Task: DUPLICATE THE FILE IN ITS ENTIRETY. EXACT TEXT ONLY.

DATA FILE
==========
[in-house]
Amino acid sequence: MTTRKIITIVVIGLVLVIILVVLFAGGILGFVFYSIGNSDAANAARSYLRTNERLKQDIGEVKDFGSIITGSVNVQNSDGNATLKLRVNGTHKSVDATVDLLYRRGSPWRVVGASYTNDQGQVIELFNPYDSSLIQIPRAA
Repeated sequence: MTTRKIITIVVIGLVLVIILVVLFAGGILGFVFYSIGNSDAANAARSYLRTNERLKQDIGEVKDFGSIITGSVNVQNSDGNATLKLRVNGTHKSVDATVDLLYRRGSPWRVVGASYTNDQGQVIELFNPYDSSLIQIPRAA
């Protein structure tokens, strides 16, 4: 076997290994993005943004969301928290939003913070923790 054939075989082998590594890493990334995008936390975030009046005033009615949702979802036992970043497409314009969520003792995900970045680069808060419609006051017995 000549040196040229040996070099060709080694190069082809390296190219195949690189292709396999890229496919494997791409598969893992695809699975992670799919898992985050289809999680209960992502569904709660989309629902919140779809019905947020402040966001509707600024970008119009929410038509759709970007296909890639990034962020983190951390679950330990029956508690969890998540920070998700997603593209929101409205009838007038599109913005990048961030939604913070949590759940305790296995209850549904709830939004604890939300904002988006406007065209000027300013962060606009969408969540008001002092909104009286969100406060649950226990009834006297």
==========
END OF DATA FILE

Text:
[in-house]
Amino acid sequence: MTTRKIITIVVIGLVLVIILVVLFAGGILGFVFYSIGNSDAANAARSYLRTNERLKQDIGEVKDFGSIITGSVNVQNSDGNATLKLRVNGTHKSVDATVDLLYRRGSPWRVVGASYTNDQGQVIELFNPYDSSLIQIPRAA
Repeated sequence: MTTRKIITIVVIGLVLVIILVVLFAGGILGFVFYSIGNSDAANAARSYLRTNERLKQDIGEVKDFGSIITGSVNVQNSDGNATLKLRVNGTHKSVDATVDLLYRRGSPWRVVGASYTNDQGQVIELFNPYDSSLIQIPRAA
């Protein structure tokens, strides 16, 4: 076997290994993005943004969301928290939003913070923790 054939075989082998590594890493990334995008936390975030009046005033009615949702979802036992970043497409314009969520003792995900970045680069808060419609006051017995 000549040196040229040996070099060709080694190069082809390296190219195949690189292709396999890229496919494997791409598969893992695809699975992670799919898992985050289809999680209960992502569904709660989309629902919140779809019905947020402040966001509707600024970008119009929410038509759709970007296909890639990034962020983190951390679950330990029956508690969890998540920070998700997603593209929101409205009838007038599109913005990048961030939604913070949590759940305790296995209850549904709830939004604890939300904002988006406007065209000027300013962060606009969408969540008001002092909104009286969100406060649950226990009834006297």